My grandson and I got back from our outdoor explorations, hot and sweaty. He went to the refrigerator for a cold drink, then turned to me and asked, “Where’s the bottled water?” I told him we didn’t have bottled water and to fill a glass at the faucet. He looked at me incredulously and said, “You don’t drink that water do you?” I told him, “Yes I do,” drank some, and then offered him some. He grabbed his throat as if it would poison him.

21% of all Americans now drink bottled water; that’s more than purchase coffee, milk, and pretty soon even beer (NYT, 7/15/07). People are buying it, not because the water’s better (it definitely isn’t), but because it’s convenient. The National Resources Defense Council (NRDC) has conducted extensive municipal water and bottled water tests, and says not only is a city’s tap water healthy, but that 25-30% of all bottled water comes from municipal tap-water systems. Some of that water goes through additional filtering, but some does not. The NRDC says that bottled water is “subject to less rigorous testing and purity standards than those which apply to city tap water.”

Hundreds of millions of gallons of bottled water are being sold not because it’s healthier but because it’s convenient. Consumers are willing to pay an average of $1,400 a year because it’s so easy to take anywhere, but the far bigger price is that the plastic bottles are made from oil. Oil is also what’s used to provide the locomotion and refrigeration to ship the 43,000,000 gal./year imported from the European Union to NY harbor. This is a 3,500-mile trip which also creates 3,800 tons of carbon dioxide. Another one million gallons comes from Fiji, a distance of 8000 miles, which creates another 19 tons of CO2.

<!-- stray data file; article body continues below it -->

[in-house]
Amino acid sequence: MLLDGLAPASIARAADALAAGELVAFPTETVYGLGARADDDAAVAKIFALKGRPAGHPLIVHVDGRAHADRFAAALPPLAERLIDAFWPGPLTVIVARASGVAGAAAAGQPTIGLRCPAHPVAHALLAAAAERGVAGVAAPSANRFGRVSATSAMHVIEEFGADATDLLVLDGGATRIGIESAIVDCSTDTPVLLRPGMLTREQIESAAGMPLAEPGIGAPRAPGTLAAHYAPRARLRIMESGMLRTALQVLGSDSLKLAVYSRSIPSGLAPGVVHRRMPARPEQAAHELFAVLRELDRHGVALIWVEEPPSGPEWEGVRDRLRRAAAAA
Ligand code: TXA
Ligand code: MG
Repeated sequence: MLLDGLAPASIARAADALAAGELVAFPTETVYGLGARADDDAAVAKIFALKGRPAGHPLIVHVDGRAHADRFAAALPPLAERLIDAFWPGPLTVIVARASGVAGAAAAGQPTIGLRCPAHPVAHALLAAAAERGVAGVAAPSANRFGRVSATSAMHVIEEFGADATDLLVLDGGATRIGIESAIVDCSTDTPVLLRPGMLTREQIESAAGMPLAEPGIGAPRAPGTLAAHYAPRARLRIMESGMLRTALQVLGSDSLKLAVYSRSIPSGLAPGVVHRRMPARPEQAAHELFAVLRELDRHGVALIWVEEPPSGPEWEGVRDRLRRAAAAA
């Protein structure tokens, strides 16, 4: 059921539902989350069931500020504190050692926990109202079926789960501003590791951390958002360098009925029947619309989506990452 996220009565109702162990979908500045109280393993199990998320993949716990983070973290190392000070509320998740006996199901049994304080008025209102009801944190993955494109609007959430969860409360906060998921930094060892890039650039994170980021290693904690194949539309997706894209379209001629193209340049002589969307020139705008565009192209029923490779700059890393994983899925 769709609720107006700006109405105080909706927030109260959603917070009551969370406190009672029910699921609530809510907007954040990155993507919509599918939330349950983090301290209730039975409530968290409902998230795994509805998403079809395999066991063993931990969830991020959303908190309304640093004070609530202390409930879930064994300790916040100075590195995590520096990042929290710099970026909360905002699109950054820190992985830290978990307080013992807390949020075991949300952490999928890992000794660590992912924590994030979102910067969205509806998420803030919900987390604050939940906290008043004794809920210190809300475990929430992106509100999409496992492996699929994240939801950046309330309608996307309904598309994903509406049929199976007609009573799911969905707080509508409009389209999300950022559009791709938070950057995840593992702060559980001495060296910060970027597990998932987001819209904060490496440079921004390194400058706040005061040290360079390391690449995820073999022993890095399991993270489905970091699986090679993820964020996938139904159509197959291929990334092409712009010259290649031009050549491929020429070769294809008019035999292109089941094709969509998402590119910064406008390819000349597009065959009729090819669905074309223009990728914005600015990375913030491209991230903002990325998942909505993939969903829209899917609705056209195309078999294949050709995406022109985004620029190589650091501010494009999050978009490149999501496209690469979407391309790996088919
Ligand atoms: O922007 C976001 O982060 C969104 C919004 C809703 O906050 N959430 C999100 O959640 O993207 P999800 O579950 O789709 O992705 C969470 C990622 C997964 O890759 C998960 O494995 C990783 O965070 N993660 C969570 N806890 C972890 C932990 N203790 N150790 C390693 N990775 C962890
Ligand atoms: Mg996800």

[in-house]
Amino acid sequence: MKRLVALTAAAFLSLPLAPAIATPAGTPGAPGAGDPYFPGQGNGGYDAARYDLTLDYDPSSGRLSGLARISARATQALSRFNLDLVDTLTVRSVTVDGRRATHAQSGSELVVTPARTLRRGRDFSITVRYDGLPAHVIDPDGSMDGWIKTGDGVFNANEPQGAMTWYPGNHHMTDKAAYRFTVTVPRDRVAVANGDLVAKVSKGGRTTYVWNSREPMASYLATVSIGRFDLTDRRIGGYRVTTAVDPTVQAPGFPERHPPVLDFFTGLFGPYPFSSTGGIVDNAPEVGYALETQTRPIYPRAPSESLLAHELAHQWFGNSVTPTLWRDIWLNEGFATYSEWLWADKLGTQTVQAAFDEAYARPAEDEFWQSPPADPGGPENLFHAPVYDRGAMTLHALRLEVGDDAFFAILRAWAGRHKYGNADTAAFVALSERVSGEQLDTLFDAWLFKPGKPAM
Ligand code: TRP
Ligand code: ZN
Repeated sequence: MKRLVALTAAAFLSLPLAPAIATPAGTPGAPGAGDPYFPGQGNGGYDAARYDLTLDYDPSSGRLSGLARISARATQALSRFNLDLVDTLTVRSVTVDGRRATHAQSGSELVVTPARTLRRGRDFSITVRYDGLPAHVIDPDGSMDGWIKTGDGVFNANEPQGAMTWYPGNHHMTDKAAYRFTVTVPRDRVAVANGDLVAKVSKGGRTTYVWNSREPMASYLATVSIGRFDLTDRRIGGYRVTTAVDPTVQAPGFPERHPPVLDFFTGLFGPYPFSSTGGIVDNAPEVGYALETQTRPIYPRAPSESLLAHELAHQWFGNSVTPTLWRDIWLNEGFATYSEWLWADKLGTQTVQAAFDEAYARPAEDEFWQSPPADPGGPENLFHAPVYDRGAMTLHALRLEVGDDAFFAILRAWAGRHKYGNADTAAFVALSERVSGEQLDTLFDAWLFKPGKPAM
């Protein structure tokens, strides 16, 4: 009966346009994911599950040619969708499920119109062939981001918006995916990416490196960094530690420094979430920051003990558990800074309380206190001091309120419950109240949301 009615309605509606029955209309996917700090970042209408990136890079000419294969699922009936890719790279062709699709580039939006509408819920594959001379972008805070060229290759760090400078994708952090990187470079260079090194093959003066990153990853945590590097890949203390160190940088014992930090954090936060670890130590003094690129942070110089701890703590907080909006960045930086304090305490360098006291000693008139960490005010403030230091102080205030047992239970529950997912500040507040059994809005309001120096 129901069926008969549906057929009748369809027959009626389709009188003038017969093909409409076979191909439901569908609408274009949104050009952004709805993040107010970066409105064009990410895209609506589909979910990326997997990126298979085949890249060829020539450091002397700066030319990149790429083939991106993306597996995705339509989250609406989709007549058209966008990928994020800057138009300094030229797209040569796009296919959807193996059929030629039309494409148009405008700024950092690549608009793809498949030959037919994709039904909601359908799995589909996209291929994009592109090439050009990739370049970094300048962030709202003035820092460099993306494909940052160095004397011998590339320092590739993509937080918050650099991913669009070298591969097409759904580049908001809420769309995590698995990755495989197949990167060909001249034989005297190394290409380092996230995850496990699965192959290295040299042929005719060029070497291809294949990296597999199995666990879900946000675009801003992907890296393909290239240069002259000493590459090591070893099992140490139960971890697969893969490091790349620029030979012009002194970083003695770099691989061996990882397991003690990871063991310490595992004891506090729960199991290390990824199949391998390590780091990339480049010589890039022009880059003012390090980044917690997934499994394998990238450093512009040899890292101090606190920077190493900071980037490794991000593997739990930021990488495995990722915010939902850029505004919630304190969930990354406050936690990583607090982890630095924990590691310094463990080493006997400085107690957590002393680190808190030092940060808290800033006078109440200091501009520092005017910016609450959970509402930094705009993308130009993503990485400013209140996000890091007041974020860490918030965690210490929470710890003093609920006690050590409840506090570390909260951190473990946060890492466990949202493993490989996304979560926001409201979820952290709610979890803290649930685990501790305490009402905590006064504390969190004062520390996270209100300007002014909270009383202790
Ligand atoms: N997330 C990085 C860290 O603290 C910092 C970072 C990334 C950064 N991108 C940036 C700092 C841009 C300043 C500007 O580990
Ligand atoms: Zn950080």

At the end of this consumption, we are left with empty bottles that end up in landfills. We are taking from our shrinking Earth all its non-replenishable resources and replacing them with non-biodegradable garbage. Tell me there isn’t something wrong with this story! Sixty years ago if somebody came up and tried to sell you water, you’d think he was crazy. I told this to my grandson, who responded that sixty years ago they didn’t have television either, and this is the way it is now.


We have to be telling a better story to our kids, convenience can’t justify our piling onto the global waste heap. Sixty years ago everybody drank water from faucets, in another sixty there may no longer be faucets.